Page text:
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Home  » Exclusive » Is Mahatma Gandhi relevant today?
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  Is Mahatma Gandhi relevant today?
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Mohan Das Karamchand Gandhi, the pioneer of non violence and inventor of Satyagrah is still able to provide success tips to the Bollywood movies like Munna Bhai MBBS or Lage Raho Munna Bhai. But, his relevance is not restricted to the tinsel town only, the man we admirable called Bapu can be found anywhere in India because he represents the essence of our civilization.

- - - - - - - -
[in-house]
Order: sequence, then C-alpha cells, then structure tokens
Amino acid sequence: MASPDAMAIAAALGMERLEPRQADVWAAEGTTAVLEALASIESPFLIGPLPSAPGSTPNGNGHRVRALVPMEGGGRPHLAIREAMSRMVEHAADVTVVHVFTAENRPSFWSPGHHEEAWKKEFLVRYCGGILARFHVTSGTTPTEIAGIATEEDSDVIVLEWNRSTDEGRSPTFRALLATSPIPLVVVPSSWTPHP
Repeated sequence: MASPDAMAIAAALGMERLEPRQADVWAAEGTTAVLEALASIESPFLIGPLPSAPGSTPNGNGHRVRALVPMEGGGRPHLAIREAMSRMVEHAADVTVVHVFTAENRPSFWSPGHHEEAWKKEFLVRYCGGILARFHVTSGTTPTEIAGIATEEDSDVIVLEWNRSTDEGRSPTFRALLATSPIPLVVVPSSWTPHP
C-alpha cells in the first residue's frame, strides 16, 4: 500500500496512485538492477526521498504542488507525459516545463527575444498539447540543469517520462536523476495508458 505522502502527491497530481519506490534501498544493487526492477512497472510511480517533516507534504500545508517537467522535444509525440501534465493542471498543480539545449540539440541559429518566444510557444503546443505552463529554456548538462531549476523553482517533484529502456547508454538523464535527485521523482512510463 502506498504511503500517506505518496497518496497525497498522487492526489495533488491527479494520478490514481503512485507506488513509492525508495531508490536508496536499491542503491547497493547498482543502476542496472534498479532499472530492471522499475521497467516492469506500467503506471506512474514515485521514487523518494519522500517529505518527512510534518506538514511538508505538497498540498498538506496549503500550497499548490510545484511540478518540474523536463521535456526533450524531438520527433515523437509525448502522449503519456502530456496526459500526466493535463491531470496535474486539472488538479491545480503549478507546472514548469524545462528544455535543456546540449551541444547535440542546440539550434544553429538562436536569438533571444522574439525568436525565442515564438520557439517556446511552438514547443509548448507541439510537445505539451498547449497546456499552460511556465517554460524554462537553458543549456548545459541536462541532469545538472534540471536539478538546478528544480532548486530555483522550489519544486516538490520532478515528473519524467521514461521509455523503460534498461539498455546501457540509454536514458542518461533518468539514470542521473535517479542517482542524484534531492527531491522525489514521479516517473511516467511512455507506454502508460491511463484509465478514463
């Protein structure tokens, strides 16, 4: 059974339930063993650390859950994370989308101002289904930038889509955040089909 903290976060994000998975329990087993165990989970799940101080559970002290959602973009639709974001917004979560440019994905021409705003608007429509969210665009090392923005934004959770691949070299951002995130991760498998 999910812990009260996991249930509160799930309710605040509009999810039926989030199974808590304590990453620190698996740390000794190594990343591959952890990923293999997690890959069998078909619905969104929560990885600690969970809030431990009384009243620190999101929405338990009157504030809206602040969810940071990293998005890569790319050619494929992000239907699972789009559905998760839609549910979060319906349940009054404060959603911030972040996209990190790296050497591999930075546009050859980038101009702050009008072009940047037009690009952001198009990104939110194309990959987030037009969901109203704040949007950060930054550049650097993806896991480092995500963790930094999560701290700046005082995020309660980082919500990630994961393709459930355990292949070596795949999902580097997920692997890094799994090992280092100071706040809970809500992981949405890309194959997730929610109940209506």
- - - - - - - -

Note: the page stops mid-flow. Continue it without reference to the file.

By Dr. Balram Jakhar (Author is former Lok Sabha Speaker)

You find him everywhere anywhere you go in India today in every hamlet in every village in every town, in every city - north, south, east or west. Yes my friends he smiles on every “note” of the Government of India, he goes everywhere! He is currency! Relevant in anything and everything – 2G scam, Radia tapes, CWG, ISRO et al!